Charles Street, a pivotal centerpiece in efforts to revitalize Baltimore's urban core, is looking more and more successful these days.
Five newly opened businesses on the street are offering customers everything from sushi to sandalwood and rare books.
"We're getting a good balance of retail and restaurants," said Rebecca Gagalis, executive director of Charles Street Development Corp. "All have said they're aware of the progress on Charles Street and that played a role in their decision. I think we're showing good results and good growth."
A total of 21 new businesses have opened since 2002, creating 600 jobs, she said. During that time, $55 million in private funds has been invested in major mixed-use developments, including retail.
A boulevard with a grand past, Charles Street between and North Avenue and its immediate vicinity is home to 96 dining and entertainment establishments and 62 retail shops, Gagalis said.
"There's been a major investment in the buildout of the new tenant space," she said. "I think people more easily spend money when they see that other people are spending money."
The occupancy rate has risen from 79 percent to 83 percent over the past three years, she said.
"We've seen a dramatic reduction in the vacancy rate on first-floor retail over the last several years," said Henry G. Hagen, chairman of Charles Street Development. "And the quality of what's been opening has just been magnificent."
It requires a degree of creativity to reformat many of the buildings whose footprints do not immediately lend themselves to current retail standards, according to Gagalis.
But those buildings also offer a location and features that cannot be matched elsewhere in the city, according to one developer and business owner.
"In Mount Vernon and Charles Street, we have found quality of architecture and culture that are hard to find elsewhere in the city," said Chris Regan, a principal in Tower Hill Development and minority owner in a new restaurant, Copra, at 313 N. Charles St.
The 4,500-square-foot restaurant, on two levels, opened late last month, featuring American comfort foods such as meat loaf, shepherd's pie and macaroni and cheese, and soon will offer oven-baked pizza.
The building, which will include two large, luxury apartments, cost about $1 million to renovate, Regan said.
Nearby, at 317 N. Charles St., Clayton Fine Books opened last month with an inventory valued at about $2 million.
The bookstore features hard-to-find books ranging in price from $10 to $10,000. Its collection includes a signed copy of Joseph Heller's classic Catch-22 that the author presented to his agent, and autographed books by playwright Arthur Miller, novelist Sinclair Lewis and Baltimore native H.L. Mencken.
"We've looked all over the area at where a bookstore could go," said Cameron Northouse, who operates the store with his wife, Donna - both with doctorates in English literature. "It just seemed like the perfect place when it's coupled with a coffee shop."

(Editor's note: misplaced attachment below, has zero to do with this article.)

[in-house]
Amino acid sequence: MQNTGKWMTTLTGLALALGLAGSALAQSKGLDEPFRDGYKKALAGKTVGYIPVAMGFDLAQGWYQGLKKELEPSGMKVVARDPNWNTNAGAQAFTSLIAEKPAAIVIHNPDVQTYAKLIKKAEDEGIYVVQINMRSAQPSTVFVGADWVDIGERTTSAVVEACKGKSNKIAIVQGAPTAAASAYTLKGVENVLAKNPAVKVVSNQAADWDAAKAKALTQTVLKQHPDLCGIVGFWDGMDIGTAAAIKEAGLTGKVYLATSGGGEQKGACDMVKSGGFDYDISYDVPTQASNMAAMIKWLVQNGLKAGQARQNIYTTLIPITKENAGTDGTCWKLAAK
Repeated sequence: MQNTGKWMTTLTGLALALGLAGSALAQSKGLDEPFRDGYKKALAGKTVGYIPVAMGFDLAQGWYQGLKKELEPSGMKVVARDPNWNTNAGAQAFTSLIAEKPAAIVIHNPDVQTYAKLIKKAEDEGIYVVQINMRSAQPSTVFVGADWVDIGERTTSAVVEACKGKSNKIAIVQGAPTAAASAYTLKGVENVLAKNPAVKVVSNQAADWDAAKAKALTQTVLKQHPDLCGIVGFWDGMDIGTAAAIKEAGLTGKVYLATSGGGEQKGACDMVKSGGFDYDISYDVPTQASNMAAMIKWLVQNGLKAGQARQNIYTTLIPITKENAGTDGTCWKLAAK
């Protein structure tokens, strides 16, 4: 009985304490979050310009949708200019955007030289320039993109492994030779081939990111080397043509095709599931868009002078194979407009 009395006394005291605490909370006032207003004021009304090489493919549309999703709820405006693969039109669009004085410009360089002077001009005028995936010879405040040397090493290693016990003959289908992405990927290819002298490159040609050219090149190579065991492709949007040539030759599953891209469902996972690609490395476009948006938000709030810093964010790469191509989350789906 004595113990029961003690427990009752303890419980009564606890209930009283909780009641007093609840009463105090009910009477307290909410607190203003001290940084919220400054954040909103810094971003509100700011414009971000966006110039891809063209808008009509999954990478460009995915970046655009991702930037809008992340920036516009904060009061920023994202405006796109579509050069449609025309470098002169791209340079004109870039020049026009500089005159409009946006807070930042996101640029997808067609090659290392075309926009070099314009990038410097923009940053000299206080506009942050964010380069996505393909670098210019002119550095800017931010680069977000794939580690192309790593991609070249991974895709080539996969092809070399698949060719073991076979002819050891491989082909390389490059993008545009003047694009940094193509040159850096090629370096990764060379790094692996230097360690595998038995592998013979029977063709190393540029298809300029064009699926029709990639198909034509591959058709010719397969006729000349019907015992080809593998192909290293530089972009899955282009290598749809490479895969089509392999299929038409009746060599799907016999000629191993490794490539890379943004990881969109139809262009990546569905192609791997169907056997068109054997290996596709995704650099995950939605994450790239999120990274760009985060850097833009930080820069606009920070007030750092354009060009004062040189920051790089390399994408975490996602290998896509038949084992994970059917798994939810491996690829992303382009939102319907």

The 5,000-square-foot store includes the Dark Sky Cafe, owned and managed by another partner, Joe Ptak. Renovations to the 1905 building cost about $75,000, Northouse said.
After a yearlong search, the partners eventually settled on the 300 and 400 blocks of N. Charles St.
"It looked like the place that was going to be the most vital, the quickest," Northouse said. "It's taken off faster than any one of us thought it would."
At 519 N. Charles St., G. Alan Moyers recently opened Renewing Touch, a shop that features aroma and massage therapy and includes retail space for incense, pottery, Persian rugs, sweetgrass, sandalwood and a variety of spiritual items.
The Charles Street location afforded them a walk-in clientele from nearby residents and businesses alike, he said. That renovation project cost less than $10,000, Moyers said.
"It facilitates what we're interested in doing, which is bringing a little more holistic atmosphere to the community," said Moyers, co-owner. "The revitalization was promising to us."
Phillip Quick opened XS, a coffee, sushi and cocktail bar, in mid-January, next door to two other restaurants he owns - Jay's and Viccino's.
The new restaurant takes up all four levels of the brownstone at 1307 N. Charles St.
"We've been successful at this location," he said. "I've seen an incredible renaissance of Charles Street. It just gets better and better all the time. This year in particular, I've seen more foot traffic in this block than in any other year."
Up the street, Sofi's Crepes recently opened at 1723 N. Charles St. - the brainchild of a disillusioned Baltimore stockbroker.
After 16 years in the financial industry, Ann Costlow, formerly with UBS Paine Webber, decided it was time to make a radical change. She took a leave for a summer, became a cook on the Pride of Baltimore II and loved it.
Her experience prompted her to spend about $45,000 to renovate 150 square feet of space - once the coffee kitchen and part of a stairwell at the Everyman Theater, and another $25,000 on kitchen equipment.
'The perfect food'
"We sort of hit the ground running," said Costlow, who estimates she's sold about 5,000 crepes since opening March 18. "The film festival put us on the map. That was the perfect food for that event. Theater people are the people who understand and love crepes. The whole block is getting that European flair."
Already, she is contemplating an expansion that could double her space by fall.
Costlow's original idea was to locate her crepe shop near Belvedere Square, but those plans fell through. She decided on Charles while driving down the street one day.
"It was the best thing that ever happened to me that I ended up here," she said.